CHARLOTTE, N.C. (WBTV) - With a wave of rain this workweek and cooler temperatures this weekend, you might be planning a project in the yard. If so, make sure you’re protecting yourself from North Carolina’s most common venomous snake, the copperhead.
Dr. Michael Buehler, is Medical Director of the North Carolina Poison Control. This year Poison Control had close to one hundred calls for snake bites across all of Mecklenburg County. Of those, Dr. Buehler thinks, eighty-eight were potentially venomous. He says the most common way to encounter a copperhead is doing daily activities around your home.
“It’s not hiking, it’s not doing something exotic. It is people getting bitten doing gardening or walking around at their yard at night and can’t see. People are reaching where they can’t see. They didn’t see a snake there, that’s probably the most common scenario we see,” Buehler said of snake bites.
He reminds us, copperheads have mastered their ability to camouflage themselves.
“If it’s cooling down, they might find a rock to lay on. They use their camouflage to blend in, and they are very good at it! They hide in leaves and yard debris. So there are a lot of places where they can be!”
Earlier this month, 2-year-old Atlas Johnson was walking behind his dad, in Conway when the toddler yelped.
“We were walking down the driveway and we were walking to the car. I stepped off the concrete first and as soon as Atlas stepped off behind me he got bit by a snake right here. Struck him in the back of the leg and I handed him of to his mother and we seen in the light the two fang marks,” Gregory Johnson remembers.
The parents did exactly what Dr. Buehler recommends with young children. He says, because it’s hard for them to recall what a snake looked like, it’s best to just take them to the emergency room to get checked out. Because of their size, snake bites can be especially hard on young kids, like Atlas.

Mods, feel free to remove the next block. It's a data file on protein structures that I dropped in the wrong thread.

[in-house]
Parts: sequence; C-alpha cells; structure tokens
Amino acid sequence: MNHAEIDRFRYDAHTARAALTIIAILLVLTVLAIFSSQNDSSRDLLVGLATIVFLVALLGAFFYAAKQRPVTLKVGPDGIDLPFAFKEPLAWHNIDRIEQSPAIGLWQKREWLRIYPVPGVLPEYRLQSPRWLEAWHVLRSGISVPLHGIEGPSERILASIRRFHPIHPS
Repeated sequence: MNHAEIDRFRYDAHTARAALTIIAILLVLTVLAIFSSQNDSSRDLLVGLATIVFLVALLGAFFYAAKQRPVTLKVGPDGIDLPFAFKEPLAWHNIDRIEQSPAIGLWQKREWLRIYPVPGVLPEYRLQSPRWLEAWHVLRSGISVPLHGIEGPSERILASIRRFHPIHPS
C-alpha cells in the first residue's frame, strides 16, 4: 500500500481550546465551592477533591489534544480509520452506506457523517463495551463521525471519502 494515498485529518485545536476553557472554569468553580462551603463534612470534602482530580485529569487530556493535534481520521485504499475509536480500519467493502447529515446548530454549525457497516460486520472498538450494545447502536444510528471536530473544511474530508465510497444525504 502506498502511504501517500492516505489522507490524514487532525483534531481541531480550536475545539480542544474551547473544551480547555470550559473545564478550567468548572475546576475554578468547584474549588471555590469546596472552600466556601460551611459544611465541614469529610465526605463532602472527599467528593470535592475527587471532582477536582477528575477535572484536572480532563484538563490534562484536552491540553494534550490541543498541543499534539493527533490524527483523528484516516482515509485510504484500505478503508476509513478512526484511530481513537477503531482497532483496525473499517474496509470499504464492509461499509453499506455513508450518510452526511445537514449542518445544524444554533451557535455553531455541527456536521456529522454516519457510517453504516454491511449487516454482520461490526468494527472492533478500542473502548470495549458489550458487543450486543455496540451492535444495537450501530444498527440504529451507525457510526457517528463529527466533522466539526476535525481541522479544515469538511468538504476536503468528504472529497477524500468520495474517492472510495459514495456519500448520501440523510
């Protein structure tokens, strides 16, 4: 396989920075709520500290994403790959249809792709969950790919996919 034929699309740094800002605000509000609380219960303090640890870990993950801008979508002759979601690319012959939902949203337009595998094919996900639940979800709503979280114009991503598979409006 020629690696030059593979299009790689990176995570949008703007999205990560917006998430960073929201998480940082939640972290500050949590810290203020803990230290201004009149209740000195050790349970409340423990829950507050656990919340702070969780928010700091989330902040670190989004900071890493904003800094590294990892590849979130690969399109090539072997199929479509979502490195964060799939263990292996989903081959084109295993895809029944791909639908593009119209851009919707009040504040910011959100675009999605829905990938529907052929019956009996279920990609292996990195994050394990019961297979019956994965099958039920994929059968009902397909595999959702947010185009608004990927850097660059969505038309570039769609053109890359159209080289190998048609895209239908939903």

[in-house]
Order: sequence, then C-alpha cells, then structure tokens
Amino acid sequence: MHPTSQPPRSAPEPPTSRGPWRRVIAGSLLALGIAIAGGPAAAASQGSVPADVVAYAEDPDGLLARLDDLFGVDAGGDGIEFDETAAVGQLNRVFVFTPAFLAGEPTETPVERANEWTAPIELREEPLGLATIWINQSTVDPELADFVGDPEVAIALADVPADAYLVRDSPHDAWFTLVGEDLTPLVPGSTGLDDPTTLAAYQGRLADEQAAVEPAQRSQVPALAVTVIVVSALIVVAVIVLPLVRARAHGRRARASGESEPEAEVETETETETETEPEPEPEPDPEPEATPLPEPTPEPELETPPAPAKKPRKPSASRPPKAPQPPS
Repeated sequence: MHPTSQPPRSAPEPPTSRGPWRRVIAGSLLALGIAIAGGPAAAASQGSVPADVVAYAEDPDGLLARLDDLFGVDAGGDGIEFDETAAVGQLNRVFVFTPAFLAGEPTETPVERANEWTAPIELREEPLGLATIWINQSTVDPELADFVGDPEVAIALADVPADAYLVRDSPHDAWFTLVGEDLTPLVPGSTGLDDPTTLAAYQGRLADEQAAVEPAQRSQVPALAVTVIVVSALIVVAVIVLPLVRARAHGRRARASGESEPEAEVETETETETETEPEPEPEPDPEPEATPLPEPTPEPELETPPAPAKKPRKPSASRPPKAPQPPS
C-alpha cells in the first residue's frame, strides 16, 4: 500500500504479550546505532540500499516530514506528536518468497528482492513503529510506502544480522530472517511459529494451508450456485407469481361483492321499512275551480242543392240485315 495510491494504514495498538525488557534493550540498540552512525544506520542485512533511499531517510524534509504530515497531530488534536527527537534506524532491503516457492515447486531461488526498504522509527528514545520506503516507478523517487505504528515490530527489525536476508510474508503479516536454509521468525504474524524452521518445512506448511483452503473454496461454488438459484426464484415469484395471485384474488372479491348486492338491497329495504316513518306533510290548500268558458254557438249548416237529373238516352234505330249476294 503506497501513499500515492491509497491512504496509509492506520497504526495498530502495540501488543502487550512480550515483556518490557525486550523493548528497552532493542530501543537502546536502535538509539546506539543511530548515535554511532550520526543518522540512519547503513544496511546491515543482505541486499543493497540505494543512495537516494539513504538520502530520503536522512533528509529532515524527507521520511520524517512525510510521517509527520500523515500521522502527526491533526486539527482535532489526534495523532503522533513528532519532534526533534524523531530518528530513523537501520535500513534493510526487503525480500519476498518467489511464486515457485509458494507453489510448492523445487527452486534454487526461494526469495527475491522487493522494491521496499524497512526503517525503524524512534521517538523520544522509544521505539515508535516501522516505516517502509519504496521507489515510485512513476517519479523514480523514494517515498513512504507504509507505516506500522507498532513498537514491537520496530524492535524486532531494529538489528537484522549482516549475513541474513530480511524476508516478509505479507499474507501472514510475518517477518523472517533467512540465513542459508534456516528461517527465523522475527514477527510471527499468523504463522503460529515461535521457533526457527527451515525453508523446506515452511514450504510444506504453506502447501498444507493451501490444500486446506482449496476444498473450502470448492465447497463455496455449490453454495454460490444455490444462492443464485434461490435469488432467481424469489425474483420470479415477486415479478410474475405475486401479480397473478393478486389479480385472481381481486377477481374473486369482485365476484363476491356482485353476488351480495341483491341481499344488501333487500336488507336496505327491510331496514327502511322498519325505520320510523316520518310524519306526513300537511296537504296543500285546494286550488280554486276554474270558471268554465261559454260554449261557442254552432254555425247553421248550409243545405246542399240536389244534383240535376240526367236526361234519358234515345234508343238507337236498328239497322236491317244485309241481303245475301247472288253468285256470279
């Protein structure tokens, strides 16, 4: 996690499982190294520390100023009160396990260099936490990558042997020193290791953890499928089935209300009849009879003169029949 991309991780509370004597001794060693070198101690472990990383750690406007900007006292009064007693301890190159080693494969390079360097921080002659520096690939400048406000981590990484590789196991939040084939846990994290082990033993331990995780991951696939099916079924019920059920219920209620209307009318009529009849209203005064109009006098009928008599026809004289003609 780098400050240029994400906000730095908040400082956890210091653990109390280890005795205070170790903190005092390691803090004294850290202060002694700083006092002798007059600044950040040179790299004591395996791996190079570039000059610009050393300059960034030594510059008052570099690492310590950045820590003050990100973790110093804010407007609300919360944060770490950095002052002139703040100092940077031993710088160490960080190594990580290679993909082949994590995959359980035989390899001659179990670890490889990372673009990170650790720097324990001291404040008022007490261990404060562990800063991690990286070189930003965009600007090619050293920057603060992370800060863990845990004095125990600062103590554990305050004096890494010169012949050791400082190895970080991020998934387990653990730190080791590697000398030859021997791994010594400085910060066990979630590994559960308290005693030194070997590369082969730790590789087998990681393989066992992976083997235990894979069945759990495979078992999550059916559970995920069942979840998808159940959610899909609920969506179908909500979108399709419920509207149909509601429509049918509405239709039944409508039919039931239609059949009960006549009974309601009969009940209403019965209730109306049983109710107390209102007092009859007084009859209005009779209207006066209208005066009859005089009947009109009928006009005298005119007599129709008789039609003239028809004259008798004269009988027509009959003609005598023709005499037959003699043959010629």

“Children are smaller and you’re putting the same amount of venom into a smaller limb. So the limb can potentially be more swollen,” Buehler explained, pointing out snakes decide how much venom they’ll inject. So if they’ve been provoked, they will likely give a heavy dose.
However, not all copperhead strikes are created equally!
For the snake, it’s about provocation, and the next meal, according to Dr. Buehler.
“Because the copperhead venom takes a while for the snake to make and it needs that venom to eat, if it wastes all that venom on you, and it can’t eat YOU, now it can’t eat."
On those occasions, Buehler says the snake may give a person a warning strike.
His advice in the yard this fall, wear boots if you’re in yard debris. Make sure you look before you reach under something. If you’re out in the yard at night, use a flashlight.
Most importantly, if you see a snake, give it space.
if you are bitten by a snake and you have serious symptoms right away, get to the hospital.
If you have only minor symptoms call poison control and speak with a specialist. The phone line is manned 24/7.
Dr, Buehler wanted to make sure you don’t make things worse if you are bitten by a copperhead.
“Make sure we don’t take any first aid steps that are the wrong thing that can make things worse. We do not want you to ice it, (the bite). We do not want you to tourniquet it . Those are going to worsen your limb outcome,” the doctor explained.
If you’ve been bitten by a snake, you should immediately call Poison Control’s Fast Help line at 1-800-222-1222.
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